Broadly, these racial and ethnic differences reflect the partisan preferences of these groups. Overall, those who voted for Biden in the general election (94%) were far more likely than Trump supporters (21%) to say the elections across the country were run and administered well, with nine-in-ten or more White (95%), Black (93%) and Hispanic (91%) Biden supporters saying this, compared with just 20% of White Trump voters and 29% of Hispanic Trump voters.
The transition of news from print, television and radio to digital spaces has caused huge disruptions in the traditional news industry, especially the print news industry. It is also reflected in the ways individual Americans say they are getting their news. A large majority of Americans get news at least sometimes from digital devices, according to a Pew Research Center survey conducted Aug. 31-Sept. 7, 2020.
More than eight-in-ten U.S. adults (86%) say they get news from a smartphone, computer or tablet “often” or “sometimes,” including 60% who say they do so often. This is higher than the portion who get news from television, though 68% get news from TV at least sometimes and 40% do so often. Americans turn to radio and print publications for news far less frequently, with half saying they turn to radio at least sometimes (16% do so often) and about a third (32%) saying the same of print (10% get news from print publications often).
Republicans who relied heavily on Trump and his campaign for news were significantly more concerned than other Republicans about the possibility of election fraud heading into the election and more convinced that it had actually occurred in the weeks that followed. But not all Republicans have said they were paying the same amount of attention to Trump’s messages.
Pew Research Center’s American News Pathways project examined, among other topics, differences between Republicans who said in September that Trump and his campaign were a major source of election news for them (27% of all Republicans and Republican-leaning independents) and those who said he was a minor source or not a source at all (72% of Republicans and GOP leaners).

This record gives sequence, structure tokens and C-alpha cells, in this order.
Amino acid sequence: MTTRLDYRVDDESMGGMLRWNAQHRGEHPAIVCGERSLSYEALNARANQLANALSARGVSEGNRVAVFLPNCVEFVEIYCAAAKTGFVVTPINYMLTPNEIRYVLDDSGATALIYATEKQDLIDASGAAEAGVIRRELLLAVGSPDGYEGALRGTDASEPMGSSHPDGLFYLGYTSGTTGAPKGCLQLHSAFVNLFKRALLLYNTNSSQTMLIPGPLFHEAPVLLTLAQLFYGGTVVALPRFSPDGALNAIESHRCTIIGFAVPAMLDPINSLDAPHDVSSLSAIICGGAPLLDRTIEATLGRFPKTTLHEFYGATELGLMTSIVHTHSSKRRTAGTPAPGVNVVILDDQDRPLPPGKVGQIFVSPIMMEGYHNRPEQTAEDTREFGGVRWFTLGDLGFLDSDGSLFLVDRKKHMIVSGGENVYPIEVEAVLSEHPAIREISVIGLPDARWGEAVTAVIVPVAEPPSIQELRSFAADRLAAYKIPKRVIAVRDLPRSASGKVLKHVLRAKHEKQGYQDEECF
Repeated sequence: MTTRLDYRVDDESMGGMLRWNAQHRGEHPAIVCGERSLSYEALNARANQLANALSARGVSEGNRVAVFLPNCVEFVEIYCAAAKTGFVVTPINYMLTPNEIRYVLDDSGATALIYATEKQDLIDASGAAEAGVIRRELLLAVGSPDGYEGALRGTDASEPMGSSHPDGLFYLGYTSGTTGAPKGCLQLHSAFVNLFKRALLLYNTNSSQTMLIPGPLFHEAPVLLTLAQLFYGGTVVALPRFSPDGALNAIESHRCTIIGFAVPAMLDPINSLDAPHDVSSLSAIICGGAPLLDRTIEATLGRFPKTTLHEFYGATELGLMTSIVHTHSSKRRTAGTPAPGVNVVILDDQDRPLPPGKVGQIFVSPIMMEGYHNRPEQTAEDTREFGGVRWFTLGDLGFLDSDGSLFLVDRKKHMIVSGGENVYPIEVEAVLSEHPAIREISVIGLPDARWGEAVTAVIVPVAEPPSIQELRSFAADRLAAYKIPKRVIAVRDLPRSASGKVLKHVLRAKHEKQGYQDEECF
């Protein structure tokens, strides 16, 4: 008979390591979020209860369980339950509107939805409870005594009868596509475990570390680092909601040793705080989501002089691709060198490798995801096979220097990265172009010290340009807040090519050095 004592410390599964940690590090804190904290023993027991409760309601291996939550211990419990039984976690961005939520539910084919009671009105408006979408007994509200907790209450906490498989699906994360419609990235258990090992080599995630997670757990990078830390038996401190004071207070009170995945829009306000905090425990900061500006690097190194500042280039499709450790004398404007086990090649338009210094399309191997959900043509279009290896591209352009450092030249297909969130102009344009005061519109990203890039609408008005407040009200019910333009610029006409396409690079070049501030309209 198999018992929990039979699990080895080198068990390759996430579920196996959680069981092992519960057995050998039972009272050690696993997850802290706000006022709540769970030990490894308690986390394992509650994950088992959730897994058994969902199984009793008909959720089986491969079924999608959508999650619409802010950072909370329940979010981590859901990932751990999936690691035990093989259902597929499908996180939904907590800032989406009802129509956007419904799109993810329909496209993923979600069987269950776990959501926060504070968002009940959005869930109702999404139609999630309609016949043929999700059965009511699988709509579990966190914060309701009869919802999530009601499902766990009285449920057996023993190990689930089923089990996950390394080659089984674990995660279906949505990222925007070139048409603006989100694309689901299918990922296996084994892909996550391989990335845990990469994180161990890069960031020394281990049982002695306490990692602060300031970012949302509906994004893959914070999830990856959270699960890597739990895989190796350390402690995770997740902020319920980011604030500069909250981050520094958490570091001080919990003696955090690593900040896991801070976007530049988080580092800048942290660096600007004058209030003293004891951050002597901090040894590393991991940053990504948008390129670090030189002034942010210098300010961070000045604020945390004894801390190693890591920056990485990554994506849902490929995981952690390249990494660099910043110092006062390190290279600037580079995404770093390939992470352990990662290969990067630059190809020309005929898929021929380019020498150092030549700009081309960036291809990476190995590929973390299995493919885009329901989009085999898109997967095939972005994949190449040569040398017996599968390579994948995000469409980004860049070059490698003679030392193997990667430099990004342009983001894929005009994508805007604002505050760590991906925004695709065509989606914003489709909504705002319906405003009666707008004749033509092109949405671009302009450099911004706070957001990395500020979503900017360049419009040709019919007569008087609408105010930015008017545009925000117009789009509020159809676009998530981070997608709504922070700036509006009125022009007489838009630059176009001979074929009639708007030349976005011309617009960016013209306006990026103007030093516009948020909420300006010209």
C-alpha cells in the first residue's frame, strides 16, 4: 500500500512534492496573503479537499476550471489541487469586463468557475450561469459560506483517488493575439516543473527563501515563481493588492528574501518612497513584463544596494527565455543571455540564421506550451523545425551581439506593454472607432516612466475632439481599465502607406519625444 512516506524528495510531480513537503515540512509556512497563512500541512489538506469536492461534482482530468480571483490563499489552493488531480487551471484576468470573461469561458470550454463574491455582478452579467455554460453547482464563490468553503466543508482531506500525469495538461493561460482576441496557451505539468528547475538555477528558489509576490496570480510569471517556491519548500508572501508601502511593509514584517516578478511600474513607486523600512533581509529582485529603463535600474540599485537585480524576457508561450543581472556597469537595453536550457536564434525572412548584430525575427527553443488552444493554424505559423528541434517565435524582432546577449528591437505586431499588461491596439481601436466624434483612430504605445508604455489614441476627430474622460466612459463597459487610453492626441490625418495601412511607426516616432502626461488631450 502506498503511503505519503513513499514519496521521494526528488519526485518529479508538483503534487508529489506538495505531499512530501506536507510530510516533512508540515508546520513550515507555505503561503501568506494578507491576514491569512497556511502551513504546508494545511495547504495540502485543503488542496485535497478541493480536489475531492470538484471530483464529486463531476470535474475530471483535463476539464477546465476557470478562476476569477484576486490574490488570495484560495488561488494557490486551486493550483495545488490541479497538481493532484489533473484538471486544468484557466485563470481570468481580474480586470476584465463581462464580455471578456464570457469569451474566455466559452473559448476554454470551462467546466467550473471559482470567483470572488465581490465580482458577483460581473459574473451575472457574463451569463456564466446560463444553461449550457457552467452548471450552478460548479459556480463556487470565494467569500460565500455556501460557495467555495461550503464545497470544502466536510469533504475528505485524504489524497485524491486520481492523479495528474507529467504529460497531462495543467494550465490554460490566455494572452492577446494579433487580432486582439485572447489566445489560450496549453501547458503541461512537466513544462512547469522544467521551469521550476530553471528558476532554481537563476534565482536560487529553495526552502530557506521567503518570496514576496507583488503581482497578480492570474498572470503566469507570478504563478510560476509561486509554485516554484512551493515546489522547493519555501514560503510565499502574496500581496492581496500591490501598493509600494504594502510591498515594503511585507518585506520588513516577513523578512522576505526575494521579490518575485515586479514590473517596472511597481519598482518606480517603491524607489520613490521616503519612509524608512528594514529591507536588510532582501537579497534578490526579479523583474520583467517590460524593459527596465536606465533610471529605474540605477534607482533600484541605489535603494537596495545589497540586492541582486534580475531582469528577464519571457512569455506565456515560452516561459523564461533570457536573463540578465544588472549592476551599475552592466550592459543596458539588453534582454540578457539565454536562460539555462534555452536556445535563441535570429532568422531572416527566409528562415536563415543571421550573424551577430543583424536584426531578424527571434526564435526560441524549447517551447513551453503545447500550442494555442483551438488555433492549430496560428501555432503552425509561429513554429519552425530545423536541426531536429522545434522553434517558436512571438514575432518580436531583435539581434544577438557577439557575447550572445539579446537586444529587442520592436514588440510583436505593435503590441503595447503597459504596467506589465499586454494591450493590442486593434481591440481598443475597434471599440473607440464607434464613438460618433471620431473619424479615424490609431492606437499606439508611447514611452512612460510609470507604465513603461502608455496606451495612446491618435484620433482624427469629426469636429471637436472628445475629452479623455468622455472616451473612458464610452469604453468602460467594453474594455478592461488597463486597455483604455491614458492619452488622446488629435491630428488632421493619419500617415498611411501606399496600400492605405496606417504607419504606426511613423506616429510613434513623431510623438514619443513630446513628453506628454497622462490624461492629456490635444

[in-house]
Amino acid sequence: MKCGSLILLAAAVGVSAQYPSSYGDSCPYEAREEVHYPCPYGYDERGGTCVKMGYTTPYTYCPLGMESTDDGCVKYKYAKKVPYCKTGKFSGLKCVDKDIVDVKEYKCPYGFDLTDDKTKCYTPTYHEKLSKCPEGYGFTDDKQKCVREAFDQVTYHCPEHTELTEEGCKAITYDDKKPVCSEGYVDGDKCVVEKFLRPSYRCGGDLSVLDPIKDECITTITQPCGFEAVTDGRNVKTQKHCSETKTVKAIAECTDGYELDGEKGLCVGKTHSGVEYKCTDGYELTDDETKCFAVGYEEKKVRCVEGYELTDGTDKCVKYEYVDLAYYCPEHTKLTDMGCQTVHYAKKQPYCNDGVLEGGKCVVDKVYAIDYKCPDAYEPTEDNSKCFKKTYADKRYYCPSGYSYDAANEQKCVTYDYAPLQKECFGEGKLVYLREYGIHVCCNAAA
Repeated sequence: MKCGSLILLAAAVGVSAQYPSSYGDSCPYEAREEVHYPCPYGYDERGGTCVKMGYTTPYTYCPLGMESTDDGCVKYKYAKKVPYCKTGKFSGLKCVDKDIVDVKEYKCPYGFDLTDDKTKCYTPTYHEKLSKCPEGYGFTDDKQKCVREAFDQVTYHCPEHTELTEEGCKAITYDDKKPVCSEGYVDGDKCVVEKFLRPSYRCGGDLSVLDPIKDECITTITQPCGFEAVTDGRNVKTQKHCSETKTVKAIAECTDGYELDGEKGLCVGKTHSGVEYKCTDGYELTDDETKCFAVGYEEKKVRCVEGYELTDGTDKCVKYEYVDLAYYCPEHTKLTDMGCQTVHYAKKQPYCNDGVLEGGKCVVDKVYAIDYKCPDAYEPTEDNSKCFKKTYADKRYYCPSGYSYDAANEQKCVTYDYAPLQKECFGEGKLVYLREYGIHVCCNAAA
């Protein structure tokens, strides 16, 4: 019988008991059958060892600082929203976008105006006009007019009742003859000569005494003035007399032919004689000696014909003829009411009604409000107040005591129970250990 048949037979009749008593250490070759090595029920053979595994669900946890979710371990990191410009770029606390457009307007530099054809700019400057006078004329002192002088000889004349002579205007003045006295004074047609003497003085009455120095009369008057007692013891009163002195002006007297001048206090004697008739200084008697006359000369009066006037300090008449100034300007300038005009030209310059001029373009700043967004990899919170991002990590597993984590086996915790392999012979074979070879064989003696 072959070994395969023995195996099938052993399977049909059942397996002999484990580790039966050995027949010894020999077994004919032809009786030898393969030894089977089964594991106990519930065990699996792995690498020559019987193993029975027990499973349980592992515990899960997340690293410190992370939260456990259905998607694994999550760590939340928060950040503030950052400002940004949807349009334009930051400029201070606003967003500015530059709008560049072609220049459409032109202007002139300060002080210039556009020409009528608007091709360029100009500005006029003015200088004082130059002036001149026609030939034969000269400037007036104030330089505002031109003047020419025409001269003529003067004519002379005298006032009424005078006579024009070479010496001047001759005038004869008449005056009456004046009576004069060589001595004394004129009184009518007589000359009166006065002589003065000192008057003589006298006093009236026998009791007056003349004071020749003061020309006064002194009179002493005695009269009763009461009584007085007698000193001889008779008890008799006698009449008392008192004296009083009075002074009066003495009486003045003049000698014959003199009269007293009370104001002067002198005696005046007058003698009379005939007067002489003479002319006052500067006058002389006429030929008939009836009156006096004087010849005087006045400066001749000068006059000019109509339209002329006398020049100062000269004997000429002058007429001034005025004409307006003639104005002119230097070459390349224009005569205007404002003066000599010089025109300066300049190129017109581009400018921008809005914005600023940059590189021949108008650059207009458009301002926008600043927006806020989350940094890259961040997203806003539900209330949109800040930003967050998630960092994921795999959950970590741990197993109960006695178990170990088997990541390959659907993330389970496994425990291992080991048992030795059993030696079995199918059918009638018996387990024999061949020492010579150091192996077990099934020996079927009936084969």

The final U.S. Senate races of the 2020-21 election cycle have continued a pattern that’s emerged over the past decade or so: Senate election results are very much in sync with states’ presidential votes.
Democrats Raphael Warnock and Jon Ossoff won both of this week’s Senate runoffs in Georgia by relatively narrow margins – albeit wider than Joe Biden’s 11,779-vote victory over Donald Trump in the state’s presidential contest two months ago.
With Warnock’s victory over appointed Sen. Kelly Loeffler and Ossoff’s defeat of Sen. David Perdue, 34 of this cycle’s 35 Senate races were won by candidates of the same party that carried the state in the presidential contest. The lone exception was Republican Sen. Susan Collins of Maine, who handily won a fifth term even as Biden won the statewide vote. (Trump did, however, take Maine’s 2nd Congressional District and its one electoral vote.)
Following Joe Biden’s narrow presidential win in Georgia, early voting is underway in the state’s Jan. 5 runoff election for two U.S. Senate seats, races that will determine whether both chambers of Congress are led by Democrats during the first years of the new administration. Once a reliably Republican state, Georgia has received much attention for the increasing racial and ethnic diversity of eligible voters in the state, which has highlighted the importance of Black voters and other fast-growing groups like Latino and Asian voters.
The increase of 520,000 in new registered voters in Georgia since 2016 came from a variety of sources, as no single racial or ethnic group accounted for more than 25% of the newly registered. Even so, some groups of registered voters saw larger increases than others, shifting the overall racial and ethnic composition of registered voters.
About Pew Research Center Pew Research Center is a nonpartisan fact tank that informs the public about the issues, attitudes and trends shaping the world. It conducts public opinion polling, demographic research, media content analysis and other empirical social science research. Pew Research Center does not take policy positions. It is a subsidiary of The Pew Charitable Trusts.